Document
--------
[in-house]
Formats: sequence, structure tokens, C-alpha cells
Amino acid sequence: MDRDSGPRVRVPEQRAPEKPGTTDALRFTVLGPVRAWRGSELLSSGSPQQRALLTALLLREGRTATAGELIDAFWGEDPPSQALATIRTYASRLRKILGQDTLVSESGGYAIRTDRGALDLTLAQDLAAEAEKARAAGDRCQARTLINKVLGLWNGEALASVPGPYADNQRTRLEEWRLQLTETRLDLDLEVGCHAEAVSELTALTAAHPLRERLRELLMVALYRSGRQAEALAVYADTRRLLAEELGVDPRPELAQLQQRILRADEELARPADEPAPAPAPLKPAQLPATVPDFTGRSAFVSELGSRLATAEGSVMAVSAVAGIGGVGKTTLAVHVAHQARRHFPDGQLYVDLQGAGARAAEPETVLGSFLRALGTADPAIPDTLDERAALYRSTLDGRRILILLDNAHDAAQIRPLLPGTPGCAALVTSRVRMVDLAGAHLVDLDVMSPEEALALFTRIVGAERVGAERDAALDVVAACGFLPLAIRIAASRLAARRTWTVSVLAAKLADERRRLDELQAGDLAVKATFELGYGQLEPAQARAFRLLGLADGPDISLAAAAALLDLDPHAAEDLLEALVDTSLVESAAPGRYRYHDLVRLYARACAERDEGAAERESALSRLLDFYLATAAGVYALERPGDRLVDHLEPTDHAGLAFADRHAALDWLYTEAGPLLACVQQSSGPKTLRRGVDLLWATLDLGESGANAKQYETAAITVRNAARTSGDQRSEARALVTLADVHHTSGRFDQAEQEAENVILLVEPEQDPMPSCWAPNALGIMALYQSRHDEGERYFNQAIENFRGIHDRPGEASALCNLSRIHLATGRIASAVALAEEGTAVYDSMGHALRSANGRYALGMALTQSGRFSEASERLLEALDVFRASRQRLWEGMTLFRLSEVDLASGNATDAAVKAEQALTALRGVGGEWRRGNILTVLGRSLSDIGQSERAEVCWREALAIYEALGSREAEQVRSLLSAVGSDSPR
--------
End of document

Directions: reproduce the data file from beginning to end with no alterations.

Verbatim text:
[in-house]
Formats: sequence, structure tokens, C-alpha cells
Amino acid sequence: MDRDSGPRVRVPEQRAPEKPGTTDALRFTVLGPVRAWRGSELLSSGSPQQRALLTALLLREGRTATAGELIDAFWGEDPPSQALATIRTYASRLRKILGQDTLVSESGGYAIRTDRGALDLTLAQDLAAEAEKARAAGDRCQARTLINKVLGLWNGEALASVPGPYADNQRTRLEEWRLQLTETRLDLDLEVGCHAEAVSELTALTAAHPLRERLRELLMVALYRSGRQAEALAVYADTRRLLAEELGVDPRPELAQLQQRILRADEELARPADEPAPAPAPLKPAQLPATVPDFTGRSAFVSELGSRLATAEGSVMAVSAVAGIGGVGKTTLAVHVAHQARRHFPDGQLYVDLQGAGARAAEPETVLGSFLRALGTADPAIPDTLDERAALYRSTLDGRRILILLDNAHDAAQIRPLLPGTPGCAALVTSRVRMVDLAGAHLVDLDVMSPEEALALFTRIVGAERVGAERDAALDVVAACGFLPLAIRIAASRLAARRTWTVSVLAAKLADERRRLDELQAGDLAVKATFELGYGQLEPAQARAFRLLGLADGPDISLAAAAALLDLDPHAAEDLLEALVDTSLVESAAPGRYRYHDLVRLYARACAERDEGAAERESALSRLLDFYLATAAGVYALERPGDRLVDHLEPTDHAGLAFADRHAALDWLYTEAGPLLACVQQSSGPKTLRRGVDLLWATLDLGESGANAKQYETAAITVRNAARTSGDQRSEARALVTLADVHHTSGRFDQAEQEAENVILLVEPEQDPMPSCWAPNALGIMALYQSRHDEGERYFNQAIENFRGIHDRPGEASALCNLSRIHLATGRIASAVALAEEGTAVYDSMGHALRSANGRYALGMALTQSGRFSEASERLLEALDVFRASRQRLWEGMTLFRLSEVDLASGNATDAAVKAEQALTALRGVGGEWRRGNILTVLGRSLSDIGQSERAEVCWREALAIYEALGSREAEQVRSLLSAVGSDSPR